By Paroma Datta. Paroma is an Indian-born Ottawa resident since 2012. She loves noodles and solving the rubik’s cube. She works as a digital media strategist and is Media Action’s official live tweeter.
Immigration is much talked about these days, even though it is not a new phenomenon. Humans have been migrating since the beginning of time. A need for better life, better education, better future prospects and better trade relations has been propelling migration for ages.
In a more local context, Ottawa is emerging to be the one of the fastest growing cities and dream destination for folks from around the world. But exactly what about Ottawa is driving up its immigration census? And how easy is it to migrate to Ottawa and start a new life for immigrants? To know more, come out to Media Action’s Ask Women Anything panel discussion on Immigration in Ottawa: The Real Deal at Bar Robo (692 Somerset Street West) on February 22 at 7pm.
Media Action is a non-profit Ottawa based organisation that aims to spread awareness and equity in gender representation through media. Since 2014, Media Action has been conducting the Ask Women Anything (AWA) series. These events aim to bring forward individuals who identify as women, to voice their concerns on various topics and interact with the audience in an intimate setting.
This month’s AWA aims to demystify and paint a clearer picture about immigration in Ottawa. Ottawa is a rich tapestry of cultural diversity. It is brimming with folks from every corner of the world. However, migrating to and settling down in Ottawa is not very straightforward. Often times, the cultural differences and the elusive job market offset many individuals in their quest for building a better life in Canada’s capital.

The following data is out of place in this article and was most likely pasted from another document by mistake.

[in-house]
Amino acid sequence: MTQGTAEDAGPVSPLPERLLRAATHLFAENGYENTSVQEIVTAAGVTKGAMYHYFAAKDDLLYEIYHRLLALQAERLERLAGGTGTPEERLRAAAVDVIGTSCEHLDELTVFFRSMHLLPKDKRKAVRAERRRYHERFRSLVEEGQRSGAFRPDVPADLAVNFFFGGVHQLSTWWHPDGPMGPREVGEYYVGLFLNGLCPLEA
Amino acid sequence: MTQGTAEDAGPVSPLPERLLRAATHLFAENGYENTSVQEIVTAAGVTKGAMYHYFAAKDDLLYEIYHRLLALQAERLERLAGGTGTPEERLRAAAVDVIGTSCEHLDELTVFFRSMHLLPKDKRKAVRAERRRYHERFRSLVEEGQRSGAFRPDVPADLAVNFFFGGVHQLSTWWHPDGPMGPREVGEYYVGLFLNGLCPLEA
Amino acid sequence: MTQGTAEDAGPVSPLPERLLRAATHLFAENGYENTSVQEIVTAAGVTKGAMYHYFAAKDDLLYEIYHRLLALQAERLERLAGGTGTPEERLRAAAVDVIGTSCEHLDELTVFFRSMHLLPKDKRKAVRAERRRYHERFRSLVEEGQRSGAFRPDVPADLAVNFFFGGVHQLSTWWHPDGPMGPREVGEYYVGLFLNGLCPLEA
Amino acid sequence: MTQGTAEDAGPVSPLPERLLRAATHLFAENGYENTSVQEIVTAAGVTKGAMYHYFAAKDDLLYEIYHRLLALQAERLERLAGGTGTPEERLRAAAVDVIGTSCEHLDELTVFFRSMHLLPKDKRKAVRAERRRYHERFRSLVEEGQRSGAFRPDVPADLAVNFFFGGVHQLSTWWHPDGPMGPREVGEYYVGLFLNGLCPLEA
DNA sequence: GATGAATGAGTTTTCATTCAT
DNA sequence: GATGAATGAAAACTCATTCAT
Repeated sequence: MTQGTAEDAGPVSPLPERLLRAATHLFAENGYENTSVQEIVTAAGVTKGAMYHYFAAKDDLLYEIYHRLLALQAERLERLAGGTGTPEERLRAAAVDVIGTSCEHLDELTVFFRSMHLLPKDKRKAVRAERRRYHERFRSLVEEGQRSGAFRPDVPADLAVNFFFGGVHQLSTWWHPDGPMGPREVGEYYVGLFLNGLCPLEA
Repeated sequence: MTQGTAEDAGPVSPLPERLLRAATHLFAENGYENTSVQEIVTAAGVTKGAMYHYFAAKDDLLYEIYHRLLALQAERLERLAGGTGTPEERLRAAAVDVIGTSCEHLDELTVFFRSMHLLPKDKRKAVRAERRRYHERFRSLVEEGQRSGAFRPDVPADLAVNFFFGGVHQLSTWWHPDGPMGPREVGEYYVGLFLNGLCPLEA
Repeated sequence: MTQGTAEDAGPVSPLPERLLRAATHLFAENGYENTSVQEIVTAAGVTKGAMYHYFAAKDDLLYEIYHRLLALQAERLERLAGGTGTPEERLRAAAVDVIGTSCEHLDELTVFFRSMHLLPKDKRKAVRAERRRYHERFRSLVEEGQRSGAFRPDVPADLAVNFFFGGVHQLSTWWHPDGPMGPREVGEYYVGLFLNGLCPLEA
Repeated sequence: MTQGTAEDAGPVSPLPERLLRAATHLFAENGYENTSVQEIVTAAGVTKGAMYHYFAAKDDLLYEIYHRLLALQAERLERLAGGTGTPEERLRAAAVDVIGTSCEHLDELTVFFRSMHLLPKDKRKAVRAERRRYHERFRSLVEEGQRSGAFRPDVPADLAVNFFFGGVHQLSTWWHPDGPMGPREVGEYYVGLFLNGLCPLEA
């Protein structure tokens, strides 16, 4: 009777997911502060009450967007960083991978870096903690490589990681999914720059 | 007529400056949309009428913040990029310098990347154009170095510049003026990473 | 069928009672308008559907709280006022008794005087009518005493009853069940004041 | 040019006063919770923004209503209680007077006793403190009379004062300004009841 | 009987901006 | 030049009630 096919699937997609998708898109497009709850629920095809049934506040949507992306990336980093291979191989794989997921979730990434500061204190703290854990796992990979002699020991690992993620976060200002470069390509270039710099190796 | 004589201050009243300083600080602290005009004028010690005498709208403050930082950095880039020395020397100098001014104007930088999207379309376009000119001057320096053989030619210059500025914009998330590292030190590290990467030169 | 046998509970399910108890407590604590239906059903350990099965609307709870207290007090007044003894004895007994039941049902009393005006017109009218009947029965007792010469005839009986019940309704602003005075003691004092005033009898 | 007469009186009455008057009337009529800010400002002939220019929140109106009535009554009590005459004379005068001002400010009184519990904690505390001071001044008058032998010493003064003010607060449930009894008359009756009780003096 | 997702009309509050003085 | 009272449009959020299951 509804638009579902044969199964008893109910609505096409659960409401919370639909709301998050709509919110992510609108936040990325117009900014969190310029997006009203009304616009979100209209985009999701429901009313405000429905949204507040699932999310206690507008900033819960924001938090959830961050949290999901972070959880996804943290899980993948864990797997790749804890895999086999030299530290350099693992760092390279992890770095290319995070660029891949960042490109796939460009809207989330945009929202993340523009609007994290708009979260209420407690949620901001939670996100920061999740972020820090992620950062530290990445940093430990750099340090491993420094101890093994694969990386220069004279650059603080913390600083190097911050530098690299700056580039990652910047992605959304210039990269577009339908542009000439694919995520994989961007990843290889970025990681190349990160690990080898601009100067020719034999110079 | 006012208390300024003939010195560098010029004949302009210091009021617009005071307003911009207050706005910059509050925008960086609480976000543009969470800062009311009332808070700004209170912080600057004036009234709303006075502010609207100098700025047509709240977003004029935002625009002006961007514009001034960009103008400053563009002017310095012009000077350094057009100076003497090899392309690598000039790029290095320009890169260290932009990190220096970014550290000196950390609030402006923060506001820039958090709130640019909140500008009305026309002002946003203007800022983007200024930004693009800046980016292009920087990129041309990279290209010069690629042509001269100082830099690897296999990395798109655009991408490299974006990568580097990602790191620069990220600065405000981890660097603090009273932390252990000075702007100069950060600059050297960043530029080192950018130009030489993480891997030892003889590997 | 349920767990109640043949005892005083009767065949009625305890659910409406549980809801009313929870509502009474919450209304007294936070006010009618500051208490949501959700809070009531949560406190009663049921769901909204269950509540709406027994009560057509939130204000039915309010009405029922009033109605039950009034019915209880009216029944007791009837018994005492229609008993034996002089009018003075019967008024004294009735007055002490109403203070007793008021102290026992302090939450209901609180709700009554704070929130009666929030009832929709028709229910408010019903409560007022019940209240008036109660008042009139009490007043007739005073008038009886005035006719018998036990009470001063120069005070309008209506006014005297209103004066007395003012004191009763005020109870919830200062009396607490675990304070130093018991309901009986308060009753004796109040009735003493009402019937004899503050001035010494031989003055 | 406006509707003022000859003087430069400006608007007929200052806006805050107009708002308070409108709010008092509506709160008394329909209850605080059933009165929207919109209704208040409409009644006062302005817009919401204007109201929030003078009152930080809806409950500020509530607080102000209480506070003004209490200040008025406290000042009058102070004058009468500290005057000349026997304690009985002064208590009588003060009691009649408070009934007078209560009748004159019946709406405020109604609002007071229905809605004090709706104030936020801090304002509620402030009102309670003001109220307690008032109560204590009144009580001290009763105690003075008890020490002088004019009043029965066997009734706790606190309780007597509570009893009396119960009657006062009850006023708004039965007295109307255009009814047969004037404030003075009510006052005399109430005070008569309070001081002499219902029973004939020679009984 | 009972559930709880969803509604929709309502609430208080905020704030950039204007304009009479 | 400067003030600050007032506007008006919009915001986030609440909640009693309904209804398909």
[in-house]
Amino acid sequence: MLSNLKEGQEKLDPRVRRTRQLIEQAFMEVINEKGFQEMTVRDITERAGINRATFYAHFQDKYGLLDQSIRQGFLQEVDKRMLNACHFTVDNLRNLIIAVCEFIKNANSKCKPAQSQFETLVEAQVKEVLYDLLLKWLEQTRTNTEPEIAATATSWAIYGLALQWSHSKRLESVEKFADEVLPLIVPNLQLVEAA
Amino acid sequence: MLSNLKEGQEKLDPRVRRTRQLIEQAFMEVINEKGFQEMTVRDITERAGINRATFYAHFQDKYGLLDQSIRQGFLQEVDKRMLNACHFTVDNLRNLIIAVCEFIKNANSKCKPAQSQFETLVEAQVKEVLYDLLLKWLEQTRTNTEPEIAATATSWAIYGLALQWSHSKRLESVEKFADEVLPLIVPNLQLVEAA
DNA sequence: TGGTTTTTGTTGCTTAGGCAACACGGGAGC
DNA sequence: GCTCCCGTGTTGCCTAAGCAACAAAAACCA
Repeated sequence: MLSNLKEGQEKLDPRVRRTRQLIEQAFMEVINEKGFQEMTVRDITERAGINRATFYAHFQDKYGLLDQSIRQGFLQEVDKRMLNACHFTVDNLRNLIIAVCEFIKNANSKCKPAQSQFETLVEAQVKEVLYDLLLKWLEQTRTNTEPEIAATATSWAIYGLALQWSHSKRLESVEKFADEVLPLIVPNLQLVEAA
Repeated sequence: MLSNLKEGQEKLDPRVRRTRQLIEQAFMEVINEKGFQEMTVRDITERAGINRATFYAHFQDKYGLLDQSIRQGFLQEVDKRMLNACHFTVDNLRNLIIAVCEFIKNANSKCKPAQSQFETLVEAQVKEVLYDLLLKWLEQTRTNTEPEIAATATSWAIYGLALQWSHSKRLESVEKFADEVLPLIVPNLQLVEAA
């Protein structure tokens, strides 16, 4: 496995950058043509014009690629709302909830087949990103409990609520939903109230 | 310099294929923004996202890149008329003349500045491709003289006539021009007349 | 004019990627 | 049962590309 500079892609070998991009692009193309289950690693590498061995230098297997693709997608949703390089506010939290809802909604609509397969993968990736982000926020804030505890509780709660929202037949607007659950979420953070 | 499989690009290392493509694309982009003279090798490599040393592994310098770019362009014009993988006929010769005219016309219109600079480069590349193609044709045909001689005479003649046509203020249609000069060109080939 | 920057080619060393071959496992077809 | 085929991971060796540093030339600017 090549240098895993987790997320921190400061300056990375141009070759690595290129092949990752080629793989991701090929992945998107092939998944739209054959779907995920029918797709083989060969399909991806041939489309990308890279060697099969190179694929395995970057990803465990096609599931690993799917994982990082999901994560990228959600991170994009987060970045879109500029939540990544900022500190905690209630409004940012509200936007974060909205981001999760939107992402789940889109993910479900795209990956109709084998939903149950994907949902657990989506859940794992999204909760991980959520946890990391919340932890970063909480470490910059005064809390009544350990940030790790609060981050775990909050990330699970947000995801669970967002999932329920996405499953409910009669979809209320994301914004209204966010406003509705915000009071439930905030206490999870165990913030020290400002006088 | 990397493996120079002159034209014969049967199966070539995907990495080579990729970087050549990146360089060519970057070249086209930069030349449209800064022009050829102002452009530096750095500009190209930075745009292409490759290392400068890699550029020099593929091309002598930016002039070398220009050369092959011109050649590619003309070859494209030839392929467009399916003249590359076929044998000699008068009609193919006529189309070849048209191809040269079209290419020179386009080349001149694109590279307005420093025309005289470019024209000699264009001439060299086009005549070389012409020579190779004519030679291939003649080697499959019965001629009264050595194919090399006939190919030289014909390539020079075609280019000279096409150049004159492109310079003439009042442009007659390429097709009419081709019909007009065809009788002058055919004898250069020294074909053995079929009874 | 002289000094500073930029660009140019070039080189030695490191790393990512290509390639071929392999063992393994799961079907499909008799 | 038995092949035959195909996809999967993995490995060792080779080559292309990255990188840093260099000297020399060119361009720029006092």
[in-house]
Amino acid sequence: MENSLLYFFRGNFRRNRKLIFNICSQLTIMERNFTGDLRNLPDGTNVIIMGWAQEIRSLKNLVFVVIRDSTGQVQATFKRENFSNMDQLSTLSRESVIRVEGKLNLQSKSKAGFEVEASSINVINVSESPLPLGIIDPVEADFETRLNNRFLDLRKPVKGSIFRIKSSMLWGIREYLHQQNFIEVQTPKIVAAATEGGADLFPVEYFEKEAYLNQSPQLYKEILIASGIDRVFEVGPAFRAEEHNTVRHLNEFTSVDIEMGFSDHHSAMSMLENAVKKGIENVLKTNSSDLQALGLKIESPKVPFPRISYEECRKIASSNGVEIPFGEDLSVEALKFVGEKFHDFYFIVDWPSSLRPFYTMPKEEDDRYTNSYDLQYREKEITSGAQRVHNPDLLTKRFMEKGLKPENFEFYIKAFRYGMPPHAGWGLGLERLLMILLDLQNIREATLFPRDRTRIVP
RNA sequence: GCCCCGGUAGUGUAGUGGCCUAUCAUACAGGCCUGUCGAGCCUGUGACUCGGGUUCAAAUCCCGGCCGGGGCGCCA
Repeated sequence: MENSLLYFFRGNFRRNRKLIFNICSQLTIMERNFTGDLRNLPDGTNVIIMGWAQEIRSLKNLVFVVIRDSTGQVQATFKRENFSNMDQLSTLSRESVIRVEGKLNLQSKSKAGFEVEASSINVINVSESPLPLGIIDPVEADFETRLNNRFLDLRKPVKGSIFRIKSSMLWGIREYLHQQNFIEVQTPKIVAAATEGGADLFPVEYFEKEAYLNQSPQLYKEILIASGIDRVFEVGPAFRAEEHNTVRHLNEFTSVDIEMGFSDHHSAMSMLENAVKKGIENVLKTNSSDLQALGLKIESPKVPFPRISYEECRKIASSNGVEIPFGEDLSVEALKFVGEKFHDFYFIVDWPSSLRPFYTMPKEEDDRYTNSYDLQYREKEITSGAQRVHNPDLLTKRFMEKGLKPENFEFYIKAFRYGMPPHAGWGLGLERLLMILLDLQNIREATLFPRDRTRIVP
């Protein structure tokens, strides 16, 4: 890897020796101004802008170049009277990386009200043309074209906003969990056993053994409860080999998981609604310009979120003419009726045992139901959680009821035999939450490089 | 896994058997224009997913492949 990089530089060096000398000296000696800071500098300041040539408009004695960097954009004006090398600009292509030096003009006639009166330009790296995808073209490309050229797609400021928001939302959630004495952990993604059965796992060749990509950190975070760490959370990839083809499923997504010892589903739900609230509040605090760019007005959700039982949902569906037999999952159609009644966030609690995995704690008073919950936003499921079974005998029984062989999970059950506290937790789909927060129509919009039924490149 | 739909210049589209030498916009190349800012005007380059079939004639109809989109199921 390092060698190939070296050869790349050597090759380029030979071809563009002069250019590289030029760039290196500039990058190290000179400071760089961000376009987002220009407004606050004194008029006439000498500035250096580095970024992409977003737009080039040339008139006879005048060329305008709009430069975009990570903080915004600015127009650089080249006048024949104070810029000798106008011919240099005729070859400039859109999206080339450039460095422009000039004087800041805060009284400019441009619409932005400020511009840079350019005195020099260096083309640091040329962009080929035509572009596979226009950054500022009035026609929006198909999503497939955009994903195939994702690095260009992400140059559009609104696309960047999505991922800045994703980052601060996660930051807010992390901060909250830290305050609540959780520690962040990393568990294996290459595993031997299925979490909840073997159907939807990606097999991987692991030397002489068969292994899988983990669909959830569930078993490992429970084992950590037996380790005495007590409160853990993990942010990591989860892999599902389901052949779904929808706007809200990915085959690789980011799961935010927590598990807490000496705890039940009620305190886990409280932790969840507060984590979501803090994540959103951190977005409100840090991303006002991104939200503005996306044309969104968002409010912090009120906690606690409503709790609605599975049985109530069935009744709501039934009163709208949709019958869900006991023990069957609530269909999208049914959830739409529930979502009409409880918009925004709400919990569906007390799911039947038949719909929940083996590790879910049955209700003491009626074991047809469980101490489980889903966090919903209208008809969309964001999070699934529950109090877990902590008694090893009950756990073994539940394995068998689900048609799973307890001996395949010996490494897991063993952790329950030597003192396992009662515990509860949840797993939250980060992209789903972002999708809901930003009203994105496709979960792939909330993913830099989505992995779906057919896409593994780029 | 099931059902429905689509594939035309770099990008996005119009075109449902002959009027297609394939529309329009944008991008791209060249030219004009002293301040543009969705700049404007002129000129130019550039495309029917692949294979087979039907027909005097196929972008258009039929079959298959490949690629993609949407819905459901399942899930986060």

To address these issues and talk about Ottawa’s cultural expectations, Media Action has organized this month’s AWA consisting of four women panelists who will help us understand Ottawa better.
Kenyan-born Sarah Onyango is a well-known fixture on Ottawa’s community media scene. She is very active in the Black community in Ottawa and has done a great deal to promote its people, organizations, causes and events. In 2003, to make it easier for the Black community to stay connected, Sarah created a website called BlackOttawa411 which has become a virtual community “hub” of sorts.
Sally Dimachki is currently a Project Coordinator at Refugee 613, a coalition of settlement agencies, community organizations, private sponsorship groups, volunteers and local citizens, working together on refugee integration in Ottawa. As an immigrant to Canada, she is passionate about amplifying the voices of immigrant & refugee women and creating opportunities for young women in leadership.
Susima Lopez Martinez is a young mother, who immigrated to Canada from Cuba in 2008 after meeting and marrying a Canadian. She became a Canadian citizen in 2016. Susi, as she likes to be called, has put her studies on hold until her youngest of three children begins school. In Cuba, she had studied nursing. She has dealt with the immigration system first hand and is still doing so as she attempts to sponsor her mother, who currently lives in the U.S.
Rama Al Safadi is a settlement counselor at the Somali Centre For Family Services. Rama and her family arrived in Canada in September 2016, lived in Alberta for 6 months and moved to Ottawa in April 2017 in search of a better future.
Ask Women Anything – Immigration in Ottawa: The Real Deal is Thursday February 22 at 7pm. To guarantee entry, book your free ticket online. Those without a ticket will be let in on a first come, first served basis. It will be held at Bar Robo, 692 Somerset Street West. Venue is on ground floor and has gender neutral washrooms.